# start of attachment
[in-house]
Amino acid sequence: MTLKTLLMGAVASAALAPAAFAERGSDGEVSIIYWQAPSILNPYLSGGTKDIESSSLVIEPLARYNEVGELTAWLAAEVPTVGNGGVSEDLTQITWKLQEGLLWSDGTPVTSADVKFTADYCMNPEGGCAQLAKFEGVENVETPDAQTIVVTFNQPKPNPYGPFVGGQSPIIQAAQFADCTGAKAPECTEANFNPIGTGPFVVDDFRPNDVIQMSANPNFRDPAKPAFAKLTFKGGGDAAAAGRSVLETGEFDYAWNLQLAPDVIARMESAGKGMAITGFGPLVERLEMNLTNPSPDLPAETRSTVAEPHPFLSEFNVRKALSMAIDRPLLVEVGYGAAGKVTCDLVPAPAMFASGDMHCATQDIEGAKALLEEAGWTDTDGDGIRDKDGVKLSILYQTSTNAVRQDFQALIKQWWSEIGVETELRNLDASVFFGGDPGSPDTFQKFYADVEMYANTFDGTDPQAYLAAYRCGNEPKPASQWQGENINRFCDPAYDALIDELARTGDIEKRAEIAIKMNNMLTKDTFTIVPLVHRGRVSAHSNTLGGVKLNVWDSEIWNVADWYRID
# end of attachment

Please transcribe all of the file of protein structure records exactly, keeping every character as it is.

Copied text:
[in-house]
Amino acid sequence: MTLKTLLMGAVASAALAPAAFAERGSDGEVSIIYWQAPSILNPYLSGGTKDIESSSLVIEPLARYNEVGELTAWLAAEVPTVGNGGVSEDLTQITWKLQEGLLWSDGTPVTSADVKFTADYCMNPEGGCAQLAKFEGVENVETPDAQTIVVTFNQPKPNPYGPFVGGQSPIIQAAQFADCTGAKAPECTEANFNPIGTGPFVVDDFRPNDVIQMSANPNFRDPAKPAFAKLTFKGGGDAAAAGRSVLETGEFDYAWNLQLAPDVIARMESAGKGMAITGFGPLVERLEMNLTNPSPDLPAETRSTVAEPHPFLSEFNVRKALSMAIDRPLLVEVGYGAAGKVTCDLVPAPAMFASGDMHCATQDIEGAKALLEEAGWTDTDGDGIRDKDGVKLSILYQTSTNAVRQDFQALIKQWWSEIGVETELRNLDASVFFGGDPGSPDTFQKFYADVEMYANTFDGTDPQAYLAAYRCGNEPKPASQWQGENINRFCDPAYDALIDELARTGDIEKRAEIAIKMNNMLTKDTFTIVPLVHRGRVSAHSNTLGGVKLNVWDSEIWNVADWYRID